2- expenses, which include travel, professional dues, education costs, conference fees, cars and electronic equipment, can be deducted to the extent they exceed 2 percent of adjusted gross income.
3-medical
4-delay income
5-moving for work do it sooner
6-alimony

Fourth & Valley

 

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I was encouraged at the most recent public SOPAC meeting which discussed plans for the proposed 106-unit development on the Southwest corner of 4th & Valley in South Orange. After many prior meetings over two years in which Village officials and neighbors worked with Meridia, the redeveloper, it appears that area residents are finally feeling that the project will improve the area and deal with potential issues regarding parking and traffic.
Architect James Haley of Haley Donovan made many changes requested by Academy Heights residents, breaking up the facades, setbacks and heights of the building to make it look more varied and organic to the neighborhood. The newest plan also shows a generous amount of public space to be enjoyed by neighbors – something residents said was missing at the Third & Valley development.  Now featured are extra wide (20′) sidewalks – generating more public space and potentially allowing for the widening of Valley Street should traffic studies call for a turning lane or other improvement.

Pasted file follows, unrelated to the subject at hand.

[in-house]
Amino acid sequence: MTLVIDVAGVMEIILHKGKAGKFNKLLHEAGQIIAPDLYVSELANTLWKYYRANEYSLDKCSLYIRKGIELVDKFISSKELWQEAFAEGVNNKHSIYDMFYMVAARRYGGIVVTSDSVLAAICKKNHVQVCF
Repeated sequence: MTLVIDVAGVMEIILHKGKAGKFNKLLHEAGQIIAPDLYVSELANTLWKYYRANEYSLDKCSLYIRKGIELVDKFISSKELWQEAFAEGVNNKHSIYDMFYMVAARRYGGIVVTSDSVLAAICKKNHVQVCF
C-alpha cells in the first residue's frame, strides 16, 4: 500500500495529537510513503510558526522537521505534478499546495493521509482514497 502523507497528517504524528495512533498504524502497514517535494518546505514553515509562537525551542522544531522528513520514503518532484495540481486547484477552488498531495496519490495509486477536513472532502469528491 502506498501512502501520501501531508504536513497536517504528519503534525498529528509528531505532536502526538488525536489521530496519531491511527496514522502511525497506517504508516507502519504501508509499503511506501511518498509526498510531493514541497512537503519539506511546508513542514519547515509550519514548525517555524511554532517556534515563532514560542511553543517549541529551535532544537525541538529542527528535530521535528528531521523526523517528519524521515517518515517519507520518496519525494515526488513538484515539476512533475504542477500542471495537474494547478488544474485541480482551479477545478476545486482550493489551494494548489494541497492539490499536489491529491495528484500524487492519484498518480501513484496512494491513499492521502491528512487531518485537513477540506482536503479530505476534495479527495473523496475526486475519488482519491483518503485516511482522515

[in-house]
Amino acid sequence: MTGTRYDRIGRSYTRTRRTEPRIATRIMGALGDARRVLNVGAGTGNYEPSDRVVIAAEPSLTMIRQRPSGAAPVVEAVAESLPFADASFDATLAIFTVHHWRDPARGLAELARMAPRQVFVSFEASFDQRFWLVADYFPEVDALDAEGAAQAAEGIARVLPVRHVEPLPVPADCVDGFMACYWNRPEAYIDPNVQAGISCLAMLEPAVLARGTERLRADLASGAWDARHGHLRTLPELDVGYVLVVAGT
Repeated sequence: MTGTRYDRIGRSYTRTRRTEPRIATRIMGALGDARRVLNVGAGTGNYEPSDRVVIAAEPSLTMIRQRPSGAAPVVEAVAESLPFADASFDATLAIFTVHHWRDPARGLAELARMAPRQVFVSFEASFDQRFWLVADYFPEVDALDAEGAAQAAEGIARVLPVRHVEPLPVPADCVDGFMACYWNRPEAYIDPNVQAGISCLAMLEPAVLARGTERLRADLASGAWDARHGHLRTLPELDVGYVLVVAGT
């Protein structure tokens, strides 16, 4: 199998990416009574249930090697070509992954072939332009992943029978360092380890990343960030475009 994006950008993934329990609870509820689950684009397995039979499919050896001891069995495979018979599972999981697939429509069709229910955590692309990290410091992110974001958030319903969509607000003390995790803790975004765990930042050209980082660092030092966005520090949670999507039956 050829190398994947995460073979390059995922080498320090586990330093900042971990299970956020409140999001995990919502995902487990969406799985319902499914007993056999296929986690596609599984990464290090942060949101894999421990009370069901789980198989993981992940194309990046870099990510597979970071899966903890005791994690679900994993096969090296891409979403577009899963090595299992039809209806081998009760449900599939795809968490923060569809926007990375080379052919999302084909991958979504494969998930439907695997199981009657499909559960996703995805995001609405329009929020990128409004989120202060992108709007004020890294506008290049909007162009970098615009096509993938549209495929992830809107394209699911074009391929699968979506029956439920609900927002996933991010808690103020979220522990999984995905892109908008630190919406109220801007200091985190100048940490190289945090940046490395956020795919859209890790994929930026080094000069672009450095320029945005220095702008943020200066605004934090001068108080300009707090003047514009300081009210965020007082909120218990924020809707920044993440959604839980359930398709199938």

Village President, Sheena Collum said the Village hoped to re-introduce the plan and agreements in January at a Board of Trustees meeting.  The redevelopment plan would then be referred to the Planning Board for approval, then back to the Board of Trustees for a hearing and a vote.

“Third & Valley did not have the robust public process this has had,” said Collum. “Credit the neighborhood for mobilizing.”  Neighborhood residents, David Kraiker, Andrew Kit, Linda Cappaze, Catherine Fisher and myself (and others) got together many times in preparation for our meetings with the town on this project.  Speaking at the SOPAC meeting, Andrew Kit said, “This is the ideal of what a public process should be like.”  We also were vocal about the 320 Valley project that has broken ground nearby.

As the town’s ‘vision plan’ has named the Valley St. corridor as one of the prime areas it’s looking to redevelop (in addition to South Orange Av & Irvington Av), it is very likely there will be interest in other sites nearby in the near future. If you’d like to get involved with contributing to shaping the future of the Valley St. corridor projects, please reach out to me – ken@kenkrasnerhomes.com

 

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New in West Orange

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From the Edison battery factory and new high-end stores opening up on Main Street to Essex Green Shopping Center additions such as LA Fitness and a new Cambria Suites hotel opening soon behind the Courtyard Marriot, it appears that the town’s commercial areas are beginning to perk up.

Also opening this past year is the City Workshop Men’s Supply Company on Main St, and a new high-end bakery and chocolatier will soon be opening on Main Street along with the Diamond Cuts Salon & Spa on Prospect Avenue.  A new diner will be moving in where the old Eagle Rock Diner used to be.